What do you Need?

You need to know what ideas and concepts your director has regarding the costumes. Some directors have an eye for costume design and will have valuable and interesting ideas. However, be prepared to guide your director to accepting your choices as you are likely to be responsible for a budget that is not usually enough for everything that the director wants.

illustration of costumes

Read the play and make notes about what the script specifies and other factors like if it is raining outside. This may mean a character needs a coat or umbrella not mentioned in the script. Look at each character and think about the period, who they are and where they are. These will give you the main clues as to the style of dress appropriate. The period of the play will be the main factor in deciding what is needed. Then the type of person the character is, and lastly the location or locations they will be seen in. For example, the same character would doubtless wear something different when relaxing at home, compared to going out to a function.

Do not leave your costumes until the dress rehearsal. If your cast is going to wear a style of dress they are not used to (crinolines or bustles, perhaps) try and provide rehearsal costumes so that they get used to the way they need to move and walk. If your cast are required to dance make allowances for this when choosing their costumes.


You may well have to do some research, especially for period plays. You can find images on the Internet and in costume books. Historical reference books not specifically about costumes are likely to have illustrations including people in period dress.

If costumes need to reflect a specific period you may need to consider hiring them, especially if you need uniforms.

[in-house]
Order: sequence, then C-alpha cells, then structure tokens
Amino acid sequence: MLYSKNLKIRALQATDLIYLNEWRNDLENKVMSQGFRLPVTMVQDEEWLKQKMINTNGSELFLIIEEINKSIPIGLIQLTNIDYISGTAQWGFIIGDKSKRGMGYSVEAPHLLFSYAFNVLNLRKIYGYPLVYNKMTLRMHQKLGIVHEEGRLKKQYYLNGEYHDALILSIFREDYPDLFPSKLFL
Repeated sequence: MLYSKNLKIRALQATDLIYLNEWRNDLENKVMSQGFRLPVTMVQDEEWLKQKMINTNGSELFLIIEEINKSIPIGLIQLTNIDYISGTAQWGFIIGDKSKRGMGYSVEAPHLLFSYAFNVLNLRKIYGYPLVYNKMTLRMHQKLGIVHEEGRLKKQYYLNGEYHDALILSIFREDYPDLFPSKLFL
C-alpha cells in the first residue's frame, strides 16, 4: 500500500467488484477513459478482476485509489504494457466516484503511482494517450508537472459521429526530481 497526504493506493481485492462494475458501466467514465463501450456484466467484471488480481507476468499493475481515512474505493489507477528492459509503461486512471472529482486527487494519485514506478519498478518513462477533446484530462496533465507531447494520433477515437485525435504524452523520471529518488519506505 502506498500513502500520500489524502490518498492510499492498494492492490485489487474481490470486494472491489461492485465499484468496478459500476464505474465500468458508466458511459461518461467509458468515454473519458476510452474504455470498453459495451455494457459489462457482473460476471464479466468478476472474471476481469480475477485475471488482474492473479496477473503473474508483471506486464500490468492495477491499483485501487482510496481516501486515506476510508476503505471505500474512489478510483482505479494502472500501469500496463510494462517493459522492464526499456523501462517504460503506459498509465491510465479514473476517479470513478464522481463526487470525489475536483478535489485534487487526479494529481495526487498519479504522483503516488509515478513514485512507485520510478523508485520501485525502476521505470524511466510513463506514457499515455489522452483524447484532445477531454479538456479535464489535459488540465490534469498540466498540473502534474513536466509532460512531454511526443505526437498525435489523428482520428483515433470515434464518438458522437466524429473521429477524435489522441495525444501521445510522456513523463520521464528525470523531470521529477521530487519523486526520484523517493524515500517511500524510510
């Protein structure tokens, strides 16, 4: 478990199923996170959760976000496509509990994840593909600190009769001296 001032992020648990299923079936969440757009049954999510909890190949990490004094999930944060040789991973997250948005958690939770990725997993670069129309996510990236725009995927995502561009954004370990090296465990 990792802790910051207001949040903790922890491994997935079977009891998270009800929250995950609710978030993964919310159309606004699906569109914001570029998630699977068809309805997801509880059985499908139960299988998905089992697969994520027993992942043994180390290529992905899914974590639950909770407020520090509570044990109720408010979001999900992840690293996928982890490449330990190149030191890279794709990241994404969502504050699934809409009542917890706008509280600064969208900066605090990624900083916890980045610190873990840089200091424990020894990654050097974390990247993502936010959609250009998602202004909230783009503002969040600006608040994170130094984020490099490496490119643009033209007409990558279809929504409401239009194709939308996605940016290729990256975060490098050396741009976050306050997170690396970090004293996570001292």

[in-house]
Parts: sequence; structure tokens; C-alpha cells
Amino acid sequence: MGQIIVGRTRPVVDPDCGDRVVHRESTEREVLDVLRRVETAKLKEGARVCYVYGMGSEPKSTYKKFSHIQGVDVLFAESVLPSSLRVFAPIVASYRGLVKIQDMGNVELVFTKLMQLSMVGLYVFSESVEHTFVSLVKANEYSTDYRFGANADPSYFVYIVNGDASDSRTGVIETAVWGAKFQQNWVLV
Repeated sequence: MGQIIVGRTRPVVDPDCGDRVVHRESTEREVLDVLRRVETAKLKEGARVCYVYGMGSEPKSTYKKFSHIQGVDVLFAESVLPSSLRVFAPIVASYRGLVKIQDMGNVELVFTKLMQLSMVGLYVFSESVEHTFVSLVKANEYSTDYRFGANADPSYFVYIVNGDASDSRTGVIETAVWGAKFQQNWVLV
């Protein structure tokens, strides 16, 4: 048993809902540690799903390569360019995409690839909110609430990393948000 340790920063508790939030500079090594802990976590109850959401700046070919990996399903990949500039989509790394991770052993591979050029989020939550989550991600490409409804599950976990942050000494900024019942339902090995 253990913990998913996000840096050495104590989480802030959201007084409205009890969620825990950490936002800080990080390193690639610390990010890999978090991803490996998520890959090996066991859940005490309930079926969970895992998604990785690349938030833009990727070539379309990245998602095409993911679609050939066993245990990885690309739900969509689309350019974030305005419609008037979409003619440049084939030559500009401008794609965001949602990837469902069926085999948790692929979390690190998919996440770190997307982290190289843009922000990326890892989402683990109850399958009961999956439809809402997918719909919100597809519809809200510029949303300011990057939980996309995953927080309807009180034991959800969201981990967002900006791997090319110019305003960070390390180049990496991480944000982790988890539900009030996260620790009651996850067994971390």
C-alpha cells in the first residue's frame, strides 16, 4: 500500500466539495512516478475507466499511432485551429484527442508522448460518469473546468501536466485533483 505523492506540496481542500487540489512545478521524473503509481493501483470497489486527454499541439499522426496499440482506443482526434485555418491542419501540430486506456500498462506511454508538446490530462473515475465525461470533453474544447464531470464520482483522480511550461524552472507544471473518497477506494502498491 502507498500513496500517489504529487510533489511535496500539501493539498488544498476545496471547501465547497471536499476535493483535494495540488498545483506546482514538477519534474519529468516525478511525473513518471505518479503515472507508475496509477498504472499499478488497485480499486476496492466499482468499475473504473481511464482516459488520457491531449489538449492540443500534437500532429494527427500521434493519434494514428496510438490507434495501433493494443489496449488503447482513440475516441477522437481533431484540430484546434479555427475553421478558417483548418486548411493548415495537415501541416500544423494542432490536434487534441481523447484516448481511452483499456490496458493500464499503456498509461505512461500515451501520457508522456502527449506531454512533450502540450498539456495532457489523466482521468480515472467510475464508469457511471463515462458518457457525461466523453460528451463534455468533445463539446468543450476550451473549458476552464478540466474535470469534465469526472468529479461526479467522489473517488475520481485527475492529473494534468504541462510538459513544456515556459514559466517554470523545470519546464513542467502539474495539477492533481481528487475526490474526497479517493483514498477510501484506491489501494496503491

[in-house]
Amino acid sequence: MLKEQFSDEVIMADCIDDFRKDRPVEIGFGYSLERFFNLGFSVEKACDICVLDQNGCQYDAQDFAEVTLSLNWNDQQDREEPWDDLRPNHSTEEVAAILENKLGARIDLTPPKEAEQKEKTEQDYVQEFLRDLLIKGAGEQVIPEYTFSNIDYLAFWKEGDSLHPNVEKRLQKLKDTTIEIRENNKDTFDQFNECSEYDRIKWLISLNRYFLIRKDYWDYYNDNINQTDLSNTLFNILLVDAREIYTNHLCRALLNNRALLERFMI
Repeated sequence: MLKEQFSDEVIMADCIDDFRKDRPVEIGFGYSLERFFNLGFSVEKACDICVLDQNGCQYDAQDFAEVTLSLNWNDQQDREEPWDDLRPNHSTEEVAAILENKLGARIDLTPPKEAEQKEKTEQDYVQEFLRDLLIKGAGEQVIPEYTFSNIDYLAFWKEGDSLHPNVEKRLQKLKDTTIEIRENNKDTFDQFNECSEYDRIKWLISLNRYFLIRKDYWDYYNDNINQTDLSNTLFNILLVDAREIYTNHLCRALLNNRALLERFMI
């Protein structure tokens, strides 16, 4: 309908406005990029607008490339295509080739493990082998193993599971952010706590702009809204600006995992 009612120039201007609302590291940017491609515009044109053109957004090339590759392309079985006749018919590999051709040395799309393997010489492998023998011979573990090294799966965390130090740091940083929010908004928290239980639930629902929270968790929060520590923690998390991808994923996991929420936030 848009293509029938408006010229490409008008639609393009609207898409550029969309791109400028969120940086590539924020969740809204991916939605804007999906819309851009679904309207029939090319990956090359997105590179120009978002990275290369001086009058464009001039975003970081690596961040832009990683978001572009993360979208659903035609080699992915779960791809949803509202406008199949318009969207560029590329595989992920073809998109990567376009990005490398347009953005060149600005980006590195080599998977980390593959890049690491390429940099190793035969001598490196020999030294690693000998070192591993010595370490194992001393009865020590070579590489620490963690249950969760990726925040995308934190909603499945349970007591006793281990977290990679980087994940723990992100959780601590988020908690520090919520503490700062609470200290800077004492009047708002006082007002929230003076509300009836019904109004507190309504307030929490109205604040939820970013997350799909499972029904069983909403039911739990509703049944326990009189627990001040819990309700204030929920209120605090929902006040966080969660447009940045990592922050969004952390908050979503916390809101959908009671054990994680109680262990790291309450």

Make-do and Mend

illustration of costumes

You will have a budget to work with so you might have to make the decision whether to buy, make or hire all or some of your costumes. This decision will also be influenced by what sewing skills you and anyone helping you has and the number of costumes needed. If you are costuming a pantomime with a large chorus it might be worth seeing if another local school or amateur society has put on a similar production as them might allow you to borrow or hire their costumes.

Sometimes it is possible to alter modern clothes, for example remodelling the collar on a suit jacket. Rather than using a good suit, charity shops and jumble sales provide a good source of basic garments for re-making. You can also trim garments with reduced price remnants of material often found on market stalls.

Take your own measurements: you can not rely on people to take their own. The essentials for men are chest, waist and inside leg; for women, bust, waist, hips and outside leg, to the knee and ankle. Dress size can be good guide allowing for the well known exaggerations in sizing some makers employ. Other measurements you may need are collar sizes, sleeve lengths (measured from the shoulder to the wrist with the arm bent) and head circumferences, for hats.